It is important to not confuse the song structure, 12-bar blues, with the genre of music known as the blues. The 12-bar blues song form is used in many genres of music including country, jazz, rock, folk, and, yes, blues.
It is a simple song form that is based on a 3-chord progression. These three chords, relative to the key of the song, are known as:
The capital Roman numerals represent major chords. So in the key of C Major, the chords would be C (the one), F (the four), and G (the five). To try to make this more clear, think of D as “the two” and E as “the three.” There will be more lessons in chord progressions, but for now, let’s just play with the I, IV, V of the key of C Major: C, F, and G.
…and then repeat, returning back to the C (the I chord)
The numbers in the top row represent the bars of music, let’s say 4 beats each in a 4/4 rhythm (so that the 12 bars altogether have 48 beats), and the the letters in the bottom row represent the chords to play.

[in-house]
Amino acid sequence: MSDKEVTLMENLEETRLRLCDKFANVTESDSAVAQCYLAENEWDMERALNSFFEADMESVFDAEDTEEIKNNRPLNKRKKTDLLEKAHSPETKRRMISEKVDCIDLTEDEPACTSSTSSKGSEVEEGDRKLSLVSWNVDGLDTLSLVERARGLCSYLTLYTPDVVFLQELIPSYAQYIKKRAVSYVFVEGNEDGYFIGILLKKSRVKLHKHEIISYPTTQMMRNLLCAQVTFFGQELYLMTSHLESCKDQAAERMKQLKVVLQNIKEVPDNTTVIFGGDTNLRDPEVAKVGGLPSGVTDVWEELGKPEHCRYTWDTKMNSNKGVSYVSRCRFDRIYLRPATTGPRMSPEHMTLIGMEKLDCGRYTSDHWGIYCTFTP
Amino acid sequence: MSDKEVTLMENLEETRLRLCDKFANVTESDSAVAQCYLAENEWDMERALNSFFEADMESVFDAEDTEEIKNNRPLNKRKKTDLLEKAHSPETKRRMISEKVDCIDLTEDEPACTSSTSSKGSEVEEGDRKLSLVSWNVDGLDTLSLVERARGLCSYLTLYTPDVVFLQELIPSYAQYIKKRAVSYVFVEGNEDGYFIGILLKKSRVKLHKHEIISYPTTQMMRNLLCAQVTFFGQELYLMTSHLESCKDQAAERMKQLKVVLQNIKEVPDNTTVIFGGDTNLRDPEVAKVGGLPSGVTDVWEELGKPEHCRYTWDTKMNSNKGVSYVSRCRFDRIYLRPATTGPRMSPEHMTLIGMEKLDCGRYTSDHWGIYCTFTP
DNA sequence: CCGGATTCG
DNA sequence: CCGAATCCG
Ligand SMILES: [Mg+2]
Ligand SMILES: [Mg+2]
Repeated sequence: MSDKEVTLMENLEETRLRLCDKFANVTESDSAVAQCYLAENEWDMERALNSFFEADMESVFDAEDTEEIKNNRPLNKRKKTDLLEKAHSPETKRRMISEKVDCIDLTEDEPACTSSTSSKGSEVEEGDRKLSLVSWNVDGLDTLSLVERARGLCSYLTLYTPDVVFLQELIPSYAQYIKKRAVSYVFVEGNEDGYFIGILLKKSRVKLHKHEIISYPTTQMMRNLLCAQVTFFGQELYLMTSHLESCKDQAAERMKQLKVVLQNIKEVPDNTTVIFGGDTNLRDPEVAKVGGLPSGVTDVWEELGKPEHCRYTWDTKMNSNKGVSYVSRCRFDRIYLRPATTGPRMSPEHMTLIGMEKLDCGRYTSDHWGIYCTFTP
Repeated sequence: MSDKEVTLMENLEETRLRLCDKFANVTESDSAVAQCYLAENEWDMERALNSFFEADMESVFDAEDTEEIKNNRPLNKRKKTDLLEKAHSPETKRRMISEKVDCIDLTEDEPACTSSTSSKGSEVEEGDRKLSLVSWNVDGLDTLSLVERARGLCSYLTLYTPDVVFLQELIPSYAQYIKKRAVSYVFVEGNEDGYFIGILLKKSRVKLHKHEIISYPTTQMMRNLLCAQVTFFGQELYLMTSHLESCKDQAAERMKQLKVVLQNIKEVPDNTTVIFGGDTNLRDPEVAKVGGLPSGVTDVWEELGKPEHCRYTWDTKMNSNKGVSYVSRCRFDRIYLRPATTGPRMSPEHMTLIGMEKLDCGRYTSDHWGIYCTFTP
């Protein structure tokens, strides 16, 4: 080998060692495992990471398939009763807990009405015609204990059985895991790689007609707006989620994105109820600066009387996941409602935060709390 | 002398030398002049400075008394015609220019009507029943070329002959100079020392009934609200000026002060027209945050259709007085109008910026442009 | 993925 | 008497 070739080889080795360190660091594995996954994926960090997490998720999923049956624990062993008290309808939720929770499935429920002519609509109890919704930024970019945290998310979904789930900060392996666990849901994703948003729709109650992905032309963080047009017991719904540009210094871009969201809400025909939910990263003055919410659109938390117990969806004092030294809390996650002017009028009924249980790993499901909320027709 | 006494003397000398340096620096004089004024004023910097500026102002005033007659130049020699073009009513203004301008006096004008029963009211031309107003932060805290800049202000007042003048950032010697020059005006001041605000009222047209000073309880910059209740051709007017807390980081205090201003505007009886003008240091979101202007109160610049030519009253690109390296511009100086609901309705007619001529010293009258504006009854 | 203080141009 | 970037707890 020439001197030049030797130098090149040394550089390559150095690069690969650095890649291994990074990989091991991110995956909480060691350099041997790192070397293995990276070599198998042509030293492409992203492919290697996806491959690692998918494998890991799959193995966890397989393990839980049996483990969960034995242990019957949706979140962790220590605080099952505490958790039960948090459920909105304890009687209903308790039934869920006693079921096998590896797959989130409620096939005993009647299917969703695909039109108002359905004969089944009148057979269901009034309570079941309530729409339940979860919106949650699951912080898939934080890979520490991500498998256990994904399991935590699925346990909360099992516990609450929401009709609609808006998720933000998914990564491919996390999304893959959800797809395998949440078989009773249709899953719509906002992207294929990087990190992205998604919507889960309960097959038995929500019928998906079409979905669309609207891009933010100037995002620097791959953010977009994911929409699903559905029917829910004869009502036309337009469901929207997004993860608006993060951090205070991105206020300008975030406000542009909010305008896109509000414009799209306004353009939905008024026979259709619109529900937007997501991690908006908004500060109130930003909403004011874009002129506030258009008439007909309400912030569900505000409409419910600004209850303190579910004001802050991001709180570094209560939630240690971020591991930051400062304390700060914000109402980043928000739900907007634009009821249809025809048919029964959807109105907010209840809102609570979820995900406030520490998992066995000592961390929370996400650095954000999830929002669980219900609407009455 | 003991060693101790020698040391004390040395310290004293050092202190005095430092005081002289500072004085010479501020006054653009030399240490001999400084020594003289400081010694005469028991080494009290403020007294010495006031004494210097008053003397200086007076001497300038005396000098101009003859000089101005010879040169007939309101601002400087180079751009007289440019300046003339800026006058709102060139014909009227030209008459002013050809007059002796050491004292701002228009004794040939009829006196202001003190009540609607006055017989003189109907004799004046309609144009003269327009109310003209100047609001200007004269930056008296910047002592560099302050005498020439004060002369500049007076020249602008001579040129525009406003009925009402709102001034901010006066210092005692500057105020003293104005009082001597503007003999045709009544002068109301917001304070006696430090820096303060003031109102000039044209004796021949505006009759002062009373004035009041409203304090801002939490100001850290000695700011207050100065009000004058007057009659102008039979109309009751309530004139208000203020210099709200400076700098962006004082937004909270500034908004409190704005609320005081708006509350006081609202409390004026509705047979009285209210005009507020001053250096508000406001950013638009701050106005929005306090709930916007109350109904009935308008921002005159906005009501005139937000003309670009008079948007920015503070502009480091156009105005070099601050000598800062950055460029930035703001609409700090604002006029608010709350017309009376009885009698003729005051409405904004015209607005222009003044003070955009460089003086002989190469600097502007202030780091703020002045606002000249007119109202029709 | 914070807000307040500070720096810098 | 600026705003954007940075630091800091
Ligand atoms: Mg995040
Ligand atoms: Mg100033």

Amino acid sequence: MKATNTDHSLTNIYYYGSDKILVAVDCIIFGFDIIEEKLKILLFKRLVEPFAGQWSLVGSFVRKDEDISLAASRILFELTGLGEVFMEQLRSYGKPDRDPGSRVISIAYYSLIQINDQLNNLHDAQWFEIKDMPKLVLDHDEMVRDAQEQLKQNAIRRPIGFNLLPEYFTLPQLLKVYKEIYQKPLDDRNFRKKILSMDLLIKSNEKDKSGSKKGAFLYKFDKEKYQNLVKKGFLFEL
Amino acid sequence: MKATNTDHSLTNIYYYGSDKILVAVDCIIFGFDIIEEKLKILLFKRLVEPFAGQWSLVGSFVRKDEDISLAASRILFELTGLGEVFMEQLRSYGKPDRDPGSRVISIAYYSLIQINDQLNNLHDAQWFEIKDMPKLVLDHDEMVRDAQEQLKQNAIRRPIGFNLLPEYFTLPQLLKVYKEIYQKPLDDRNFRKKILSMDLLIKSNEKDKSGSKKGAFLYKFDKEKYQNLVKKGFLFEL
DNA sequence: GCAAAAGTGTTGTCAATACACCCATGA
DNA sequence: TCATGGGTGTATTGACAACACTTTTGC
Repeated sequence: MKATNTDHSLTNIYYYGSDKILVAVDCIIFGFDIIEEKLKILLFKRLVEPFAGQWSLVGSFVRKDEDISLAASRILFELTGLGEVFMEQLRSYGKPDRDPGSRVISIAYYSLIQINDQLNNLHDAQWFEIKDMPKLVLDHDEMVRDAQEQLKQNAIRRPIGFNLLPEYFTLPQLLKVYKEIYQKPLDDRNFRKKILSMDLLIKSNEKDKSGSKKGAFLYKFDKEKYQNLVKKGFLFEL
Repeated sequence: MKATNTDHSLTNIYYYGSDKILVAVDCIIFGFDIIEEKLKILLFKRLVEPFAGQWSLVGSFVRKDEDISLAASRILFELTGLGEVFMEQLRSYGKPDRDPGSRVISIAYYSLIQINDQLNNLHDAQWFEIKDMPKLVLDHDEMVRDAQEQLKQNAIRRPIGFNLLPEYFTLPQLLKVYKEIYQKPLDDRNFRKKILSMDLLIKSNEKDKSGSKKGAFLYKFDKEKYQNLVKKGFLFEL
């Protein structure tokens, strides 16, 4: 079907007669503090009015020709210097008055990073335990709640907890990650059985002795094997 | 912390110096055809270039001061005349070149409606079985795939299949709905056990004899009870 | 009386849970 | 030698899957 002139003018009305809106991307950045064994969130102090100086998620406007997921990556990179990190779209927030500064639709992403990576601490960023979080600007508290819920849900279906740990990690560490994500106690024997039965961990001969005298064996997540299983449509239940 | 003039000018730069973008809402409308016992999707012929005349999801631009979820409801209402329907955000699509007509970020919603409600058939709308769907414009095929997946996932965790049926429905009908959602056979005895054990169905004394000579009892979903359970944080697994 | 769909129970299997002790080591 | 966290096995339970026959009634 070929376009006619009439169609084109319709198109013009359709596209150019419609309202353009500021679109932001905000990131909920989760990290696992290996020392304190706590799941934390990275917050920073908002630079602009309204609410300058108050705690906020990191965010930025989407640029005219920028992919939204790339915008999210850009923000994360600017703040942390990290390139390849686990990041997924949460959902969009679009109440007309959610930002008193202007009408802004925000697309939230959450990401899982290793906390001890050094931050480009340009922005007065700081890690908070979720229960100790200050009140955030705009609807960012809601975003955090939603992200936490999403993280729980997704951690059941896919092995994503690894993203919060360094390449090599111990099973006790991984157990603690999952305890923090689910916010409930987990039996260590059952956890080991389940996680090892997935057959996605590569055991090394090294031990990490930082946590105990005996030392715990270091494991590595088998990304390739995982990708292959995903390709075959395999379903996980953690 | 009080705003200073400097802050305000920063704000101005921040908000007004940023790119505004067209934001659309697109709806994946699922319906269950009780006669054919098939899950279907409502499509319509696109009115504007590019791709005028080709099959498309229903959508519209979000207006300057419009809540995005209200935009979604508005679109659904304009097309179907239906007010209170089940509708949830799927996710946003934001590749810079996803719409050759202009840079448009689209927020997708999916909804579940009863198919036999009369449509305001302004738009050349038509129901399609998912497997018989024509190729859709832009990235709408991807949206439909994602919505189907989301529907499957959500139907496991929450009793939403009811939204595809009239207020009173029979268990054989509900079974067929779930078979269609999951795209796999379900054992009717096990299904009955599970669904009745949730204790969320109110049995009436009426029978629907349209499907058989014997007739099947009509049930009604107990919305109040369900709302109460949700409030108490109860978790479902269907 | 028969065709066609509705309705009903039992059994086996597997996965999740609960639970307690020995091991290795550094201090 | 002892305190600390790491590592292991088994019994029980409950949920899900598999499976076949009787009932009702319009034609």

Notice the G7 has the 7 added to it. This is what is called a “dominant 7.” It’s “dominant” because when you hear it in this context, your ear really, really, really wants to hear the C chord after it.
There are dozens of variations of this 12-bar blues form. Some of these variations might only start off with two measures of the I chord before jumping to the IV chord. This is known as a “quick two.” In jazz, some of these I, IV, V chords are replaced with similar sounding chords but which might add a colorful note or two to the chord. So instead of playing
IV – V7 – I (i.e. F – G7 – C)
a jazz musician might play
ii7 – V7 – I (i.e. D minor7 – G7 – C).
You have probably heard the 12-bar blues song form many, many times during the course of your whole life. It is easy to follow and is a very simple and powerful way to get your message across, thus it’s popularity.